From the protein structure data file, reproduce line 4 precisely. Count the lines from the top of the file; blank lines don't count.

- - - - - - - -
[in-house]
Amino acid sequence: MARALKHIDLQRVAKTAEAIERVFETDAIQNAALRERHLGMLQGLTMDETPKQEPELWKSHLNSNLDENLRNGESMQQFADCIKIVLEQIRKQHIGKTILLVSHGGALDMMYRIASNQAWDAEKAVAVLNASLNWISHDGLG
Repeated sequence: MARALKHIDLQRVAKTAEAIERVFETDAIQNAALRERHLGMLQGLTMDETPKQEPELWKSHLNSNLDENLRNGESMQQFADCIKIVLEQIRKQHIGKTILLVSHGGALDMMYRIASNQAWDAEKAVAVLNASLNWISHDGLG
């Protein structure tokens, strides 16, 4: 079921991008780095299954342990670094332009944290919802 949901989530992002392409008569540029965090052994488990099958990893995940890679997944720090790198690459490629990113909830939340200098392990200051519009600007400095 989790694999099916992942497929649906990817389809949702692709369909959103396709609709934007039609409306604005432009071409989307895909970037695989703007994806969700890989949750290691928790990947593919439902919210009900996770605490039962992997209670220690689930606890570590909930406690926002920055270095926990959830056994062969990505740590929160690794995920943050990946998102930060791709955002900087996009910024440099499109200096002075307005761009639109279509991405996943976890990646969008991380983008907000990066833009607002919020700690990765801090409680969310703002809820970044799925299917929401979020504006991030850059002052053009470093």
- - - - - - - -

């Protein structure tokens, strides 16, 4: 079921991008780095299954342990670094332009944290919802 949901989530992002392409008569540029965090052994488990099958990893995940890679997944720090790198690459490629990113909830939340200098392990200051519009600007400095 989790694999099916992942497929649906990817389809949702692709369909959103396709609709934007039609409306604005432009071409989307895909970037695989703007994806969700890989949750290691928790990947593919439902919210009900996770605490039962992997209670220690689930606890570590909930406690926002920055270095926990959830056994062969990505740590929160690794995920943050990946998102930060791709955002900087996009910024440099499109200096002075307005761009639109279509991405996943976890990646969008991380983008907000990066833009607002919020700690990765801090409680969310703002809820970044799925299917929401979020504006991030850059002052053009470093």